Monday, March 25, 2024

Four Years On, COVID Damage Remains While Fauci & Co. Pay No Price; Covid Lessons Learned, Four Years Later, and other C-Virus related stories

AP/Patrick Semansky
NY POST: Four years on, COVID damage remains while Fauci & Co. pay no price:
We just passed the fourth anniversary of “15 Days To Slow the Spread,” the start of the COVID lockdowns that did damage from which we still haven’t recovered.
I’m embarrassed to admit I fell for it.
I was a COVID hawk in the early days. It seemed right at the time.
The Chinese called it a “grave” threat, and they almost always downplayed bad things in China.
There were reports of death rates ranging from 4% to 10%.
Sure, Anthony Fauci, Nancy Pelosi and Bill de Blasio were telling us not to worry, to take cruises and go visit Chinatown, but I lacked confidence in them. (Hey, I was right about that.)
They reversed course like a week later.
It turned out, of course, COVID’s mortality rate was significantly less than one-tenth of those early reports, and those deaths were mostly concentrated among the obese, the elderly and those with heart failure and diabetes.
(And the deaths often resulted from too-aggressive use of ventilators, which are themselves quite dangerous.)
Neither the lockdowns nor the masking requirements did any good, though they caused a lot of trauma, inconvenience and colossal economic destruction.
(Even “long COVID,” which we heard a lot about, turns out to be no different from the flu’s long-term consequences, scientists just confirmed.)
Then there were the deaths caused by Gov. Andrew Cuomo’s program of moving still-contagious COVID patients into old-folks’ homes, exposing the most vulnerable people to infection.
In short, the government response to COVID was probably more destructive than the virus itself. --->READ MORE HERE
WSJ: Covid Lessons Learned, Four Years Later:
Mandatory lockdowns had almost no benefit—but did significant economic and health-related damage.
Four years ago this week Vice President Mike Pence announced the White House’s “15 days to slow the spread” campaign. What followed was the unprecedented use of lockdowns, school closings and other sweeping measures to mitigate Covid-19. Four years later, we know what many of us suspected then: None of those policies were successful, and many were gravely damaging.
The Covid health benefits of mandatory lockdowns were tiny. Lockdowns in the U.S. prevented between 4,000 and 16,000 Covid deaths. In an average year 37,000 Americans die from the flu, according to the Centers for Disease Control and Prevention. Lockdowns also failed to reduce infections more than a trivial amount, in part because people voluntarily alter their behavior when a bad bug is in the air. Coercive government policies generated few benefits—and massive costs.
Public-health agencies exacerbated the damage by failing to keep their heads and follow standard pandemic-management protocols. Before 2020, it was recognized that communities respond best to pandemics when government measures are only minimally disruptive. During Covid, however, officials junked that practice by green-lighting restrictive practices and intentionally stoking fear. That response overlaid enormous economic, social, educational and health harms on top of those caused by the virus.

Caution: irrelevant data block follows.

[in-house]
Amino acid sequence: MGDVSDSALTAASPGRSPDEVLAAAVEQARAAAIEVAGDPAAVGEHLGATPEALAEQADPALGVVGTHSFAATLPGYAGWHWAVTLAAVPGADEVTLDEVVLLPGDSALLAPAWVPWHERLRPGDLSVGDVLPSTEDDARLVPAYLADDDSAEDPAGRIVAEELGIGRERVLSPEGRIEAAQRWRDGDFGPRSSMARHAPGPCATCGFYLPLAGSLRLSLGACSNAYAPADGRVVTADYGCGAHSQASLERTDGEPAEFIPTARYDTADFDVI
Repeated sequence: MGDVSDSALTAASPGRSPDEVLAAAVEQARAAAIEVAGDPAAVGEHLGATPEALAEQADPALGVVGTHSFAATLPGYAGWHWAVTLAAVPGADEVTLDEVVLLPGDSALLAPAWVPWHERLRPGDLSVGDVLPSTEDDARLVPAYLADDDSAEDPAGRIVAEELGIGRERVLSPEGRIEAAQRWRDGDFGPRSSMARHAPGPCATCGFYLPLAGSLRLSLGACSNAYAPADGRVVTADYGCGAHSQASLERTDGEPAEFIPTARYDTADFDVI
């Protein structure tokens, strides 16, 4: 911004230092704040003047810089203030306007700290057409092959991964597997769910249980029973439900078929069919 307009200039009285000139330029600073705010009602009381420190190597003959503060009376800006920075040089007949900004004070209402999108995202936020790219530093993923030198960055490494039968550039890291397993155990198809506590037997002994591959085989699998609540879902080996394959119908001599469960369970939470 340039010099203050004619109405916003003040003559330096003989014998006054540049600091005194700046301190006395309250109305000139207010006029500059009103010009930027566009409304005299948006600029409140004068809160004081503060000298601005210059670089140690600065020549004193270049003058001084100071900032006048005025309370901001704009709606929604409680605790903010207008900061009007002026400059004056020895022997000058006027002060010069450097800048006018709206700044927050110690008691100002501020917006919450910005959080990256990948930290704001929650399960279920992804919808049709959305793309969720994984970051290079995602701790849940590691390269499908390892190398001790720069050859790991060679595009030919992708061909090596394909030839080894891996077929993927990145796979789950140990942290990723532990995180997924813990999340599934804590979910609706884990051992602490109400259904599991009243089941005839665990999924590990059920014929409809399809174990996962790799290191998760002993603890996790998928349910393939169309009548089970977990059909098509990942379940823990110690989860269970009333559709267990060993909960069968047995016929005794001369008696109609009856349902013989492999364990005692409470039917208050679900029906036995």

Those harms are captured, in part, in excess deaths—the number beyond what would have been expected without a pandemic. Non-Covid excess deaths from lockdowns, the shutdown of non-Covid medical care, and societal panic are estimated at nearly 100,000 between April 2020 and at least the end of 2021. The number of lockdown and societal-disruption deaths since 2020 is likely around 400,000, as much as 100 times the number of Covid deaths the lockdowns prevented.
The best measure of health performance during the pandemic is all-cause excess mortality, which captures the overall number of deaths relative to the expected level, encompassing Covid and lockdown-related deaths. On this measure Sweden—which kept most schools open and avoided strict lockdown orders—outperformed nearly every country in the world.
A recent study published in the Proceedings of the National Academy of Sciences found that the U.S. “would have had 1.60 million fewer deaths if it had the performance of Sweden, 1.07 million fewer deaths if it had the performance of Finland, and 0.91 million fewer deaths if it had the performance of France.” In America, states that imposed prolonged lockdowns had no better health outcomes when measured by all-cause excess mortality than those that stayed open. While no quantifiable relationship between lockdown severity and a reduction in Covid health harms has been found, states with severe lockdowns suffered significantly worse economic outcomes. --->READ MORE HERE
Follow links below to relevant/related stories and resources:

Coronavirus timeline: How the disease spread across the globe from Dec. 2019 into March 2020

Student test scores are falling across the world. Is the pandemic to blame?

USA TODAY: Coronavirus Updates

WSJ: Coronavirus Live Updates

YAHOO NEWS: Coronavirus Live Updates

NEW YORK POST: Coronavirus The Latest

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